Escape Hatch from Arbitration

For many people, their understanding of class action lawsuits comes from movies. The victories of the small-town community that rallied together under the fearless advice of their lawyer is both inspirational and encouraging.
However, no one in the payments industry wants to be involved in a class action lawsuit – issuers, merchants, or customers. The cost, stress, and unpredictable outcome can often be more troublesome than the basis for the lawsuit. Successful or not, class action lawsuits change how issuers, merchants, and customers interact and communicate.
Many believe that the threat of a class action lawsuit on behalf of consumers against card-issuing banks is the only right to protection customers have against big banks. While arbitration is always an option, some believe that class action lawsuits are more powerful and effective.
A recent Congressional ruling has turned the tables on how customers can settle disputes with issuing banks. This October 2017 ruling has removed the right of customers to file class action lawsuits against issuers – meaning that customers may be left with arbitration as their only form of recourse in settling a transaction dispute to their satisfaction.
While there are pros and cons to both sides of this decision, one thing is clear: this ruling does not solve the problems plaguing the payments industry. The chargeback process continues to be a remedy for consumers and merchants in need of improvement and updates.
Arbitration for the Issuer, Merchant, and Customer 
It’s important to take a high-level look at how the ruling against class action lawsuits really does impact issuers, merchants, and customers. The reality is that no party involved in payments wins with this ruling.
For issuers, while the threat of costly class action lawsuits is no longer a threat, the costs of arbitration cannot be overlooked. Although arbitration may lead to faster settlements and less of a long-term drain, issuers must still deal with arbitration costs and resource demands.
For merchants, now that customers have lost their right to file lawsuit disputes against issuers, the threat of secondary chargebacks might be heightened. Secondary chargebacks are often a forgotten threat for many merchants, who incorrectly assume that once a chargeback is resolved that the issue is closed.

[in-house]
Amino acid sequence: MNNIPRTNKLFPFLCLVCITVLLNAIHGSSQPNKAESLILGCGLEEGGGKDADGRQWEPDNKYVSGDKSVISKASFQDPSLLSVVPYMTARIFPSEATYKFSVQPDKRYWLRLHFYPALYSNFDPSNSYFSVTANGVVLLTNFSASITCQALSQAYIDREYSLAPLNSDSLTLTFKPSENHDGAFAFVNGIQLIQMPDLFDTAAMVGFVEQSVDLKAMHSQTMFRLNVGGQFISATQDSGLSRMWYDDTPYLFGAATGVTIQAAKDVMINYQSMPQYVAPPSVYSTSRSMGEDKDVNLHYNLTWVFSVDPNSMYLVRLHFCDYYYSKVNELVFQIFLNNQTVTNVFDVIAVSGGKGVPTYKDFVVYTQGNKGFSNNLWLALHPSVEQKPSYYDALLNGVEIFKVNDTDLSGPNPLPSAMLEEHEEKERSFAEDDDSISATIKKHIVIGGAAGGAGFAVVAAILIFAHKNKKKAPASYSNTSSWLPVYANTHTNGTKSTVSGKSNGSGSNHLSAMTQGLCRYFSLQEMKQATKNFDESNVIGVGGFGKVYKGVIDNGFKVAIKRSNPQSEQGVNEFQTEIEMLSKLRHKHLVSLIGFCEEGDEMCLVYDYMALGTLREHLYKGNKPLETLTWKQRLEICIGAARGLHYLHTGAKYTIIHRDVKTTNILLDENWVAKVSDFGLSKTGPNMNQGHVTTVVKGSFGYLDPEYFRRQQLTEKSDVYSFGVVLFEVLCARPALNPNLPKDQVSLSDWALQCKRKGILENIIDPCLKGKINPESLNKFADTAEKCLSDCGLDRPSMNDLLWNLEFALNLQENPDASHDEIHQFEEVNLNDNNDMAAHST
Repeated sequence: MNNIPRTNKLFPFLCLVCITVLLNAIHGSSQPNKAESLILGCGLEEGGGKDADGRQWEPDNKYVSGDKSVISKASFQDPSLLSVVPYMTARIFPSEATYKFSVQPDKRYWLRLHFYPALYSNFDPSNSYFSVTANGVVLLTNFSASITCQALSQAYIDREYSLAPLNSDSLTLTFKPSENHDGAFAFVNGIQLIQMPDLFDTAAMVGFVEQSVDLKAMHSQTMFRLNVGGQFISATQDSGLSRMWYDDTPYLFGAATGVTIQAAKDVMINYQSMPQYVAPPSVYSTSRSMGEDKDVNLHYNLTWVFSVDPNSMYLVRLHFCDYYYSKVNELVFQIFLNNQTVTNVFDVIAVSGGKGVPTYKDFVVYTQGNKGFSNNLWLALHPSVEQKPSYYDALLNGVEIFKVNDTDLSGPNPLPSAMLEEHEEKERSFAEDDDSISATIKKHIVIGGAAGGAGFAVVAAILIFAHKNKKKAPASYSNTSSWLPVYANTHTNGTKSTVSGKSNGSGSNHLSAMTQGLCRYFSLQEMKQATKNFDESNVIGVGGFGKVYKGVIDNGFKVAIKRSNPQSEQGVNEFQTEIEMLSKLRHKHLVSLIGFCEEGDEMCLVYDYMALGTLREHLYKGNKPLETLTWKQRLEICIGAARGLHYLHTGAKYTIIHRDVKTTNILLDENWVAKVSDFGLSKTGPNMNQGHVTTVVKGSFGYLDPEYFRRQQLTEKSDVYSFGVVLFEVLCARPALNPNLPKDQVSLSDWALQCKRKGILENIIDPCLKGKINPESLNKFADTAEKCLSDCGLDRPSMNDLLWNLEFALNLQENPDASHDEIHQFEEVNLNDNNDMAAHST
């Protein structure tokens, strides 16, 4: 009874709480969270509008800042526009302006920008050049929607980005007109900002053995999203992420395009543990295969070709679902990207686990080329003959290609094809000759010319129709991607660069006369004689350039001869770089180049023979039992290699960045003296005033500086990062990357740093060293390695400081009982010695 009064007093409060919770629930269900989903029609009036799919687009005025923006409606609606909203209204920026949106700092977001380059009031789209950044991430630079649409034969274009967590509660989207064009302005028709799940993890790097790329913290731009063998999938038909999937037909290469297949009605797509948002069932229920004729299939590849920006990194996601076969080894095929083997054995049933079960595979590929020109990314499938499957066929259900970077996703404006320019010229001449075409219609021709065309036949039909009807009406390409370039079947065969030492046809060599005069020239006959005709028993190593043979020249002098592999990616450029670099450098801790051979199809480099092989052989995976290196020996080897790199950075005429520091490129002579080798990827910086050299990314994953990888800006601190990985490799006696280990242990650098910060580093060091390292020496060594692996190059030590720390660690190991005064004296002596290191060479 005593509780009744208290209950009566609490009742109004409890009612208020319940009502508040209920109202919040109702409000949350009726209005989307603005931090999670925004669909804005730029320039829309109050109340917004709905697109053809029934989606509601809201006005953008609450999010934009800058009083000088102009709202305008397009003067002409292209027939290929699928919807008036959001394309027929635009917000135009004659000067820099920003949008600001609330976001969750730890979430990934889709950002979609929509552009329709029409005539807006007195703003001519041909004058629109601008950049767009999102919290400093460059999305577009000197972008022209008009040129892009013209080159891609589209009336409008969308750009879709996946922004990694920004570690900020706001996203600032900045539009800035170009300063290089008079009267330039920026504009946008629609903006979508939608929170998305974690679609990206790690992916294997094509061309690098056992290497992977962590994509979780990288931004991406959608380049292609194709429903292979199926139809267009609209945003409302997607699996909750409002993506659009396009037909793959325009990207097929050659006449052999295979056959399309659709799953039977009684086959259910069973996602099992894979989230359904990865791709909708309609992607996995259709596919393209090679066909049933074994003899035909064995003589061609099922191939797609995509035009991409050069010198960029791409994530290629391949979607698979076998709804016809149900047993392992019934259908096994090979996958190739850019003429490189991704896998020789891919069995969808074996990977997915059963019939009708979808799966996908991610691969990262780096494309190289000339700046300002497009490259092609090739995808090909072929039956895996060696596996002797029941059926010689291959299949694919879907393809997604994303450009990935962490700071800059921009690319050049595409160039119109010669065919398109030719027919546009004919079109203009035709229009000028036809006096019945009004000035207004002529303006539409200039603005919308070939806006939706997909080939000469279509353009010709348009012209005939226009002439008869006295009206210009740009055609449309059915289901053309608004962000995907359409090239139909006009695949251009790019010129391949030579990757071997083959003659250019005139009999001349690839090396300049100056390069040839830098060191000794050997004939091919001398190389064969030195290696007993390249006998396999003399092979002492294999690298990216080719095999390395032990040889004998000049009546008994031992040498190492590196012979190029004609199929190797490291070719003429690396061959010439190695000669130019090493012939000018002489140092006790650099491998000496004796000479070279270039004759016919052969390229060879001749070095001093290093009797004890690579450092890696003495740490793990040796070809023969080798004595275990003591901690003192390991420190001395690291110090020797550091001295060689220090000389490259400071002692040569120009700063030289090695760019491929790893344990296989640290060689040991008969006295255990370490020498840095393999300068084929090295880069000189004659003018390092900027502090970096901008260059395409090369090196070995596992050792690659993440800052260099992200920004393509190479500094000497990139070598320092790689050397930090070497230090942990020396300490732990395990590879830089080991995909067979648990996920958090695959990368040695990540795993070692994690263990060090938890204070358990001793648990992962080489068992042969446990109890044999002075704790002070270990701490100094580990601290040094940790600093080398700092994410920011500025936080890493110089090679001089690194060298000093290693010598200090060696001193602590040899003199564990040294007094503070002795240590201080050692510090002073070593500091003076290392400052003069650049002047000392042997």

For consumers, the right to file a class action lawsuit against a bank was one that provided them a wider avenue of choice in resolving transaction disputes. With this right dismissed, customers may be forced to rely on arbitration as their sole recourse for protection and recovery – typically resulting in much lower settlements.
When thrown in a pot and brought to a boil, the collective impacts of the Congressional ruling mean that everyone in payments may be subject to entering an antagonistic relationship. Customers, more than ever, are now more likely to turn to chargebacks. Merchants are at the mercy of increased chargeback threats and the fees that come with chargebacks. Issuers are left with an even greater tarnished public image, making it hard to ensure customer loyalty.
The obvious solution to this is communication and collaboration. Open collaboration between issuers, merchants, and customers can mitigate the chargeback problems plaguing the payments industry.
The Broken Chargeback Process
The chargeback process could be better. In fact, it could be a lot better – all it takes is getting the right people talking and working together. This, as merchants and issuers know, is easier said than done.
No one wants to be involved in a chargeback: the customer simply wants their problem fixed, the merchant wants to help the customer, and the issuer wants to support the customer, ensuring a good experience.  With merchant-customer communication and issuer-merchant collaboration, the pain points of the chargeback process can be eliminated:

  • Cardholder confusion. The cardholder doesn’t recognize a charge or doesn’t know who to contact with their problem. Their only recourse is to initiate a chargeback with their issuer.
  • Issuer lacks knowledge. The issuer doesn’t know the customer’s history or the real reason for the chargeback. The issuer has no way to easily identify fraud.
  • Merchant is left out. The merchant learns of the chargeback only when it’s too late to solve the problem with the customer. Now the chargeback process has started and it can’t be stopped.

Verifi’s Cardholder Dispute Resolution Network (CDRN) was designed with collaboration and communication as the focus. With this payment solution, Verifi is able to offer merchants, issues, and customers the support and communication avenues they need to solve their problems outside of the chargeback process.
Doing so restores the trust and understanding among everyone involved, and provides an opportunity to better prevent future chargeback and fraud risks. Rather than pitting the customer against the merchant and issuer, or the merchant against the issuer, solutions such as CDRN work to solve the broken chargeback process and improve customer experience.